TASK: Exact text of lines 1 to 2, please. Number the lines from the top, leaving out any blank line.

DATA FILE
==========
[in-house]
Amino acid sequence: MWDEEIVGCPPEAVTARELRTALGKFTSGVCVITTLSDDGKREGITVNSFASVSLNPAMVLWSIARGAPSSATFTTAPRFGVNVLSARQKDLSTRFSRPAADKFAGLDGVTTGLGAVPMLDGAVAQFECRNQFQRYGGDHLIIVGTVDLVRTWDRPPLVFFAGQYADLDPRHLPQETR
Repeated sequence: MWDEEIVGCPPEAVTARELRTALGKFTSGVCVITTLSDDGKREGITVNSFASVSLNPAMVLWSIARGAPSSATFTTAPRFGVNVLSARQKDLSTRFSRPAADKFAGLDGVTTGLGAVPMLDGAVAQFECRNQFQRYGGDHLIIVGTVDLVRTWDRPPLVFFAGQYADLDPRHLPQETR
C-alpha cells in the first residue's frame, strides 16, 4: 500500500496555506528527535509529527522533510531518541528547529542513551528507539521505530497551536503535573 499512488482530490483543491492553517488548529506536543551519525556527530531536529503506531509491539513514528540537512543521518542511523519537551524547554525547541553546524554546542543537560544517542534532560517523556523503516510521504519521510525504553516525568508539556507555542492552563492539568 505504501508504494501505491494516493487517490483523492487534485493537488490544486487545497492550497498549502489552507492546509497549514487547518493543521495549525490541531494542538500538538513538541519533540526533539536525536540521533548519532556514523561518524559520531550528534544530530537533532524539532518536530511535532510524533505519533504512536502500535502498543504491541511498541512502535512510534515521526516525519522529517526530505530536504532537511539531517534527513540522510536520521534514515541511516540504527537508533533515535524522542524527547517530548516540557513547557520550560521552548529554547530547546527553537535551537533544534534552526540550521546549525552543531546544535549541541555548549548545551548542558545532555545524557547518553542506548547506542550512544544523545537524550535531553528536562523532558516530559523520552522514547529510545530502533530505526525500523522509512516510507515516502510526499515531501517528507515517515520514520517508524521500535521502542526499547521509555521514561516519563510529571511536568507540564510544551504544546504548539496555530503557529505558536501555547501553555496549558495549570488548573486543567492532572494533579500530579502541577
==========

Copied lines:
[in-house]
Amino acid sequence: MWDEEIVGCPPEAVTARELRTALGKFTSGVCVITTLSDDGKREGITVNSFASVSLNPAMVLWSIARGAPSSATFTTAPRFGVNVLSARQKDLSTRFSRPAADKFAGLDGVTTGLGAVPMLDGAVAQFECRNQFQRYGGDHLIIVGTVDLVRTWDRPPLVFFAGQYADLDPRHLPQETR